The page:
It’s amazing what you can get free with Japanese magazines nowadays. 

Nothing screams “Japan” quite like a Japanese vending machine. Located all over Japan, these little humming boxes of light contain all sorts of drinks, food and even mysterious stories, and if we could own one at home, we definitely would.

So when we heard that Japanese children’s magazine Youchien would be including a free vending machine with their September issue, we rushed out to our nearest bookstore to buy one on release day before they all sold out.

▼ Sure, the magazine is aimed at four-to-six-year-olds, but let’s face it — vending machines appeal to people of all ages.

The machine included with the magazine, which retails for 1,200 yen (US$11.37), is based on the real-world Seventeen Ice machines operated by Osaka-based food company Glico. While they’re not as ubiquitous as drink-dispensing machines, these ice cream versions can be found all over Japan once you know where to look, and are a godsend during summer.

Just looking at an ice cream machine can help to cool the sweat on your brow during Japan’s most humid months, so we were eager to welcome this cardboard version into the home.

We started by punching out the shapes and connecting them together by matching them with their corresponding numbers. No scissors or cutters were needed, which made us confident about getting the job done with minimal fuss.

You don’t even need to use any type of adhesive, as the pieces have been designed to easily connect into pre-made slots.

It took just a few minutes to create the front half of the machine, and we were seriously impressed with the moving parts, which allow products to drop down at the push of a button.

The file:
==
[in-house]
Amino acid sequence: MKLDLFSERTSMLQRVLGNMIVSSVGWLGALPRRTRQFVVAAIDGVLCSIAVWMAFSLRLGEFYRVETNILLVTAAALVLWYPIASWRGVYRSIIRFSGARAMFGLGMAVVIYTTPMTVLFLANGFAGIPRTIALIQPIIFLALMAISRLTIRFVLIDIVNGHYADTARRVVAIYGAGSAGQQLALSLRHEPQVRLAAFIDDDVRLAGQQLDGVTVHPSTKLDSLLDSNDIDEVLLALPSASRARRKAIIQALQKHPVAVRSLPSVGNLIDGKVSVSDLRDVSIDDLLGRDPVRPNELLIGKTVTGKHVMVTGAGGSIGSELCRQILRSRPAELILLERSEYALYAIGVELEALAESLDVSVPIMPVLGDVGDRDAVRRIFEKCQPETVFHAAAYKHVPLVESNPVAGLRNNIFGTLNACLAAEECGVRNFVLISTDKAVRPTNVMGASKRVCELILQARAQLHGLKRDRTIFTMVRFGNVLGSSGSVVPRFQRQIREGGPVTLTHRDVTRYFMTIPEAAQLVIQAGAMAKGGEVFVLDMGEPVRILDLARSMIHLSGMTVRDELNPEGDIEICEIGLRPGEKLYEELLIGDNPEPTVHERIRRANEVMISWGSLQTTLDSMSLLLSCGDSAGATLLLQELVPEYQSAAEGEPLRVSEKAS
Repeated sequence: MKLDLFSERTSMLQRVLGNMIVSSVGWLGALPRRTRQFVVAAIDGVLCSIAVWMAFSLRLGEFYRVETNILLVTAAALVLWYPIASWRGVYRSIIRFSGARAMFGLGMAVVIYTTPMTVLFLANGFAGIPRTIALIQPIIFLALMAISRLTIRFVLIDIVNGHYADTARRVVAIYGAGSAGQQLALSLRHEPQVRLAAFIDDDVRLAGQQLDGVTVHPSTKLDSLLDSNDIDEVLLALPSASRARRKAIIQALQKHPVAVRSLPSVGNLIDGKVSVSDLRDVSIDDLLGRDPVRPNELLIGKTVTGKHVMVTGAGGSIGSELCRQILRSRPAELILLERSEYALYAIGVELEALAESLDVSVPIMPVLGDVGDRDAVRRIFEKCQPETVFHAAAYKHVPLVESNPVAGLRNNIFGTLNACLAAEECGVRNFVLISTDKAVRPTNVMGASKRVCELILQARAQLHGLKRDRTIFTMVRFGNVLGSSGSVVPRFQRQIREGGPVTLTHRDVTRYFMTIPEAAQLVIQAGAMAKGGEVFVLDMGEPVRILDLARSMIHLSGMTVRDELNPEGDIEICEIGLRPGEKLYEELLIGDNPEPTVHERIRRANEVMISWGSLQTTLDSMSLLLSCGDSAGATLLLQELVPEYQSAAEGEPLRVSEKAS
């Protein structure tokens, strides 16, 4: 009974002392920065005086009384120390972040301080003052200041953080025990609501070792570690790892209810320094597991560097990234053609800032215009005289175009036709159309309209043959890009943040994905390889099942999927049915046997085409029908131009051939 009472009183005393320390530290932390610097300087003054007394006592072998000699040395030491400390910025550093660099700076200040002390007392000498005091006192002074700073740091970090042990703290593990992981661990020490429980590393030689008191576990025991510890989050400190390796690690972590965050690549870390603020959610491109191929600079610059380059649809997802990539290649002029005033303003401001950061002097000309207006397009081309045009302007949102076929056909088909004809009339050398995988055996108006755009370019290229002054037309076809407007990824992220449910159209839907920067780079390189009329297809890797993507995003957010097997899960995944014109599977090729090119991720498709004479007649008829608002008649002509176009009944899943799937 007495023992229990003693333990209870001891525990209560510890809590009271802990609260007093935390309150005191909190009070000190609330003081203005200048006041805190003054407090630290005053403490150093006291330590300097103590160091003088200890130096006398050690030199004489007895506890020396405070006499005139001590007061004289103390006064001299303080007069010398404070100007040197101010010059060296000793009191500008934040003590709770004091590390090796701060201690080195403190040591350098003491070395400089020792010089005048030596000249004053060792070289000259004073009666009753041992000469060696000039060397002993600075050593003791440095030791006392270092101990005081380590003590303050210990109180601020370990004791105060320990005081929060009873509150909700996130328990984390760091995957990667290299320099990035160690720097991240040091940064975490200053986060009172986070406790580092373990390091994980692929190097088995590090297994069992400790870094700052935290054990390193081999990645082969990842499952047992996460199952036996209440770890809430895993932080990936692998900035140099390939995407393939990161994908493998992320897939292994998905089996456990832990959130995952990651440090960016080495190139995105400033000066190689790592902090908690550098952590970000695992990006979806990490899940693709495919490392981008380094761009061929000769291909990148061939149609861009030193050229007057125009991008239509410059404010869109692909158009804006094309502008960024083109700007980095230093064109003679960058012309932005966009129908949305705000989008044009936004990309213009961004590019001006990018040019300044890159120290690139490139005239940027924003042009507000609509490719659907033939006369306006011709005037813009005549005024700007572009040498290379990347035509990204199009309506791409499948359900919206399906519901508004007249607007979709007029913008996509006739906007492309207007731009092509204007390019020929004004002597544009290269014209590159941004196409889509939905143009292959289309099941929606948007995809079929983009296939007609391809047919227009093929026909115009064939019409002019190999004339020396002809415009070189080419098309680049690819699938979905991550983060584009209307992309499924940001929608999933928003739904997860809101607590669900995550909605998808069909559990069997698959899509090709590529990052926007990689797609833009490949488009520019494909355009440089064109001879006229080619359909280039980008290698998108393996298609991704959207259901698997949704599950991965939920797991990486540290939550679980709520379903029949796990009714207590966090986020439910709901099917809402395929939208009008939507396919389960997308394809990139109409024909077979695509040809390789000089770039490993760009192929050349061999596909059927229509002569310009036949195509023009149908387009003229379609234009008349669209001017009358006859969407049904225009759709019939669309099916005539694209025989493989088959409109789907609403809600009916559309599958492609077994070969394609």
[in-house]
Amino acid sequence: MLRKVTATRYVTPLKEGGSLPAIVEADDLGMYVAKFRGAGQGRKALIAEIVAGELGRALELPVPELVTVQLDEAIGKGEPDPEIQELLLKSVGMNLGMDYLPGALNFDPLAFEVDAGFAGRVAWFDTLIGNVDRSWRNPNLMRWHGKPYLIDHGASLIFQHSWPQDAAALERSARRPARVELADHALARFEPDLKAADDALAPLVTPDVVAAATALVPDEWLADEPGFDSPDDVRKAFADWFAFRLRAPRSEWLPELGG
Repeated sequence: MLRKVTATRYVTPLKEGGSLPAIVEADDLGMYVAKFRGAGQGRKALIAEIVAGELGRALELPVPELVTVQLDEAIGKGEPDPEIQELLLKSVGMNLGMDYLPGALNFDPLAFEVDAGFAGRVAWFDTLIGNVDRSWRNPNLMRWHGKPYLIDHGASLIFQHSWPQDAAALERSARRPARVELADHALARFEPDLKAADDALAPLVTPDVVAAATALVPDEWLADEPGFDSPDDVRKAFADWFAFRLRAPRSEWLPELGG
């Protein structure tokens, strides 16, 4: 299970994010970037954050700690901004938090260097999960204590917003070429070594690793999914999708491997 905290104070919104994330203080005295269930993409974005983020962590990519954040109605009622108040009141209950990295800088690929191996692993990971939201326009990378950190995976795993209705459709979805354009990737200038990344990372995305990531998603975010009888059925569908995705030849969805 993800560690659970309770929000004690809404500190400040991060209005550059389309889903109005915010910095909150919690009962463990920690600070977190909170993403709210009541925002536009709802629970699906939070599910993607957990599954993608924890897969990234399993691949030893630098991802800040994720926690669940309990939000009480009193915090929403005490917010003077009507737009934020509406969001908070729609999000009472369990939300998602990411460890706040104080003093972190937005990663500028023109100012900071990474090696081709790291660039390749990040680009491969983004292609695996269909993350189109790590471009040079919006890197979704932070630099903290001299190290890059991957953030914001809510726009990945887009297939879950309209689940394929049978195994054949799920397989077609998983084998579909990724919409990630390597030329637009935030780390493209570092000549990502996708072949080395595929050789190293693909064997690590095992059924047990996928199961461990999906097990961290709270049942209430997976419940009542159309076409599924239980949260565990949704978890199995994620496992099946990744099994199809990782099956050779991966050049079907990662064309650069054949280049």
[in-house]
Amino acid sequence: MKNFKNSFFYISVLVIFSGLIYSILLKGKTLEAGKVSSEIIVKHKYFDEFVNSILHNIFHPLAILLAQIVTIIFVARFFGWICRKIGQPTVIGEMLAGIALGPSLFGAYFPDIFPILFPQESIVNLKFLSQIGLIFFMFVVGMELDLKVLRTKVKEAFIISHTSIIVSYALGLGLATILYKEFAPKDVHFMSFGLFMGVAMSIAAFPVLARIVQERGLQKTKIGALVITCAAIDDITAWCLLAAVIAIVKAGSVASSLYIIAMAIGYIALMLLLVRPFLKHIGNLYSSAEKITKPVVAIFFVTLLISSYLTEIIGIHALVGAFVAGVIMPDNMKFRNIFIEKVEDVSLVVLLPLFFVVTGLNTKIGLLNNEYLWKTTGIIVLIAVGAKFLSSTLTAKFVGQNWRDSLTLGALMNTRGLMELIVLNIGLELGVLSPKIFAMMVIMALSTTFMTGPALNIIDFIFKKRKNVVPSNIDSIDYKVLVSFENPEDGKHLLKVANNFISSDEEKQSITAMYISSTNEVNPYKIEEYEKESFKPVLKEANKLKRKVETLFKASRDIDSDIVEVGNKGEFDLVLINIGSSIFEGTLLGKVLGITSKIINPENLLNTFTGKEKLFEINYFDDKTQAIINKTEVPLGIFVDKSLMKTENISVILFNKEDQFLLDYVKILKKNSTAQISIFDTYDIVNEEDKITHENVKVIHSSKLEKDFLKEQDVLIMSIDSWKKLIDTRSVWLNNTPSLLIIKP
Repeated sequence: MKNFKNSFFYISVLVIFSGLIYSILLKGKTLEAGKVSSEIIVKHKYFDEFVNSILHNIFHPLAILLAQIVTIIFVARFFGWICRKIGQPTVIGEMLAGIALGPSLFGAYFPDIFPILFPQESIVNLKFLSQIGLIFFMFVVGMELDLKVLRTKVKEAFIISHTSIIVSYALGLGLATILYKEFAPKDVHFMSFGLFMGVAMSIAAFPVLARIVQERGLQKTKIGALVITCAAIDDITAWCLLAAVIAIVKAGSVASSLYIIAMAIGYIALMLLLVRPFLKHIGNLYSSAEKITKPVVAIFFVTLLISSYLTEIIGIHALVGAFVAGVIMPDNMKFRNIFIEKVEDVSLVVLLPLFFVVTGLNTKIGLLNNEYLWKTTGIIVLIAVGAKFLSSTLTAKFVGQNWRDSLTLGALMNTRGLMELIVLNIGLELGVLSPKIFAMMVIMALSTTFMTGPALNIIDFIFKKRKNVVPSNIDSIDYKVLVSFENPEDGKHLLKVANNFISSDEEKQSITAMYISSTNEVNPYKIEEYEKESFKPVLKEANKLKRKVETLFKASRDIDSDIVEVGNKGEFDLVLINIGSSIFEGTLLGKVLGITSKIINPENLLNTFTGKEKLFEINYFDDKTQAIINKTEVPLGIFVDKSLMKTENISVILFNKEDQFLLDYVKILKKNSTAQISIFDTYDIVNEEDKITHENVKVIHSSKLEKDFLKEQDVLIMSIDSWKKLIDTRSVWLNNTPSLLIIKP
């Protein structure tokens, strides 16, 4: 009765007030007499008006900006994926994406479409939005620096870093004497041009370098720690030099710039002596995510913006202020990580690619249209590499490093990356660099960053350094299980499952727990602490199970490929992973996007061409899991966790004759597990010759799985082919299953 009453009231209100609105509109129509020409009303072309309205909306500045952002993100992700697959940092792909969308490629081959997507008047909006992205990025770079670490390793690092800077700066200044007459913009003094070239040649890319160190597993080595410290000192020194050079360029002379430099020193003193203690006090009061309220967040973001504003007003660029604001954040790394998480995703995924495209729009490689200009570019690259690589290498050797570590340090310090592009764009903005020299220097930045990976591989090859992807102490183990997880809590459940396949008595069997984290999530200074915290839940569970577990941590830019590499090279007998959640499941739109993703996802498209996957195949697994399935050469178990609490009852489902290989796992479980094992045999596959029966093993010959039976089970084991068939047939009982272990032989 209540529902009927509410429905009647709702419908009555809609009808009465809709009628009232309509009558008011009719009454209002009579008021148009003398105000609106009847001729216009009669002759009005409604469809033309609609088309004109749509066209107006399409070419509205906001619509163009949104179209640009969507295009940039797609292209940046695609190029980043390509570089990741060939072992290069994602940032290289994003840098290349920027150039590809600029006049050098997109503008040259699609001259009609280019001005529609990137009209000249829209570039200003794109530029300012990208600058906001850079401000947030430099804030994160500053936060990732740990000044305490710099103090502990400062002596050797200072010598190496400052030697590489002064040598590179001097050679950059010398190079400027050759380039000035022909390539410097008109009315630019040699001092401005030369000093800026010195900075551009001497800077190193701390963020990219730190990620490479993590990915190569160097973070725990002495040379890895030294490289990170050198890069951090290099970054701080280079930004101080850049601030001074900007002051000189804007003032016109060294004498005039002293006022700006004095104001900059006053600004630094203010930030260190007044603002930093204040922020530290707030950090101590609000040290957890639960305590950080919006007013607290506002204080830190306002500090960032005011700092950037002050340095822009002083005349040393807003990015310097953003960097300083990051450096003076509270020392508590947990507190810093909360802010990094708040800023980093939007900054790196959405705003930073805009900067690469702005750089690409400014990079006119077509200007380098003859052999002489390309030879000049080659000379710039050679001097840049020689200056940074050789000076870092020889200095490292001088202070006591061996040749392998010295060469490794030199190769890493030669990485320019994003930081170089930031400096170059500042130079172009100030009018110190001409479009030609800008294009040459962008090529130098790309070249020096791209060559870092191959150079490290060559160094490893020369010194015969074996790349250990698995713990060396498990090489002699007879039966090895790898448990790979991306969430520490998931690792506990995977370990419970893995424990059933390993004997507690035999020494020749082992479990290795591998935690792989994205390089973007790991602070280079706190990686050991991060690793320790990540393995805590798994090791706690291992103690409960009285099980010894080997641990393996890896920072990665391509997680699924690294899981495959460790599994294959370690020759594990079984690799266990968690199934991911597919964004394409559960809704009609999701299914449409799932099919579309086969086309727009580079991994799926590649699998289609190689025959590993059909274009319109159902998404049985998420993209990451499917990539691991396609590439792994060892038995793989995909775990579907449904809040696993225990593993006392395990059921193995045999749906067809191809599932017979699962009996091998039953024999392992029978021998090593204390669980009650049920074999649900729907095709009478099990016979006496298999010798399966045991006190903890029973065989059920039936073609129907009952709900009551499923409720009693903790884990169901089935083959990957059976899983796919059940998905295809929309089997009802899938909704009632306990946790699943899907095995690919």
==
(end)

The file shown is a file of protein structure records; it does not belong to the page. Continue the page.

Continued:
The assembly work was a lot easier than expected, taking less than an hour for an adult to complete. The cardboard was also sturdy, ensuring it could withstand repeated use.

With the main body of the machine set up, it was time to move on to creating the little ice creams.

These were easy to put together, and they were absolutely gorgeous, representing the shape and packaging of real Seventeen Ice ice creams on a miniature scale.

▼ We were tempted to add dollops of ice cream inside but that would’ve ruined these beauties forever.

After completing the ice creams, it was time to turn our attention to the front of the machine again, where we added the little display panels.

You can place the display panels anywhere you like, but to copy the real-world machines we placed the ice creams most popular with children at their eye-level on the lower row.

The machine has eight workable sections but many more display panels so you can switch the options around throughout summer. The panels that aren’t being used can be stored in a handy holder inside the machine.

Once the panels are complete, the vending machine is ready to be used! Although the end result looks considerably smaller than the image that appears on the cover of the magazine, it’s not too small either, making it perfect for tabletop use.

We were keen to test the dispensing mechanisms so we opened up the front panel, just like a real vending machine, and popped each of the ice creams behind their corresponding display panel.

▼ Then we closed the door, made our selection, pressed one of the buttons…

▼ …And out it popped!

We didn’t expect to feel so thrilled at the sight of a little cardboard ice cream cone at the bottom of a cardboard vending machine, but we were unashamedly delighted. We were now also craving a real Seventeen Ice ice cream, so this clever marketing ploy was a solid success for Glico.

The make-it-yourself ice cream vending machine is an upgraded version of a previous release included with the magazine in 2019, which had only four workable sections instead of eight. Next month the magazine will be reviving another favourite from last year, the Seven Bank ATM from 7-Eleven, so watch this space for another homemade creation shortly!

Related: Shogakukan
Photos © SoraNews24
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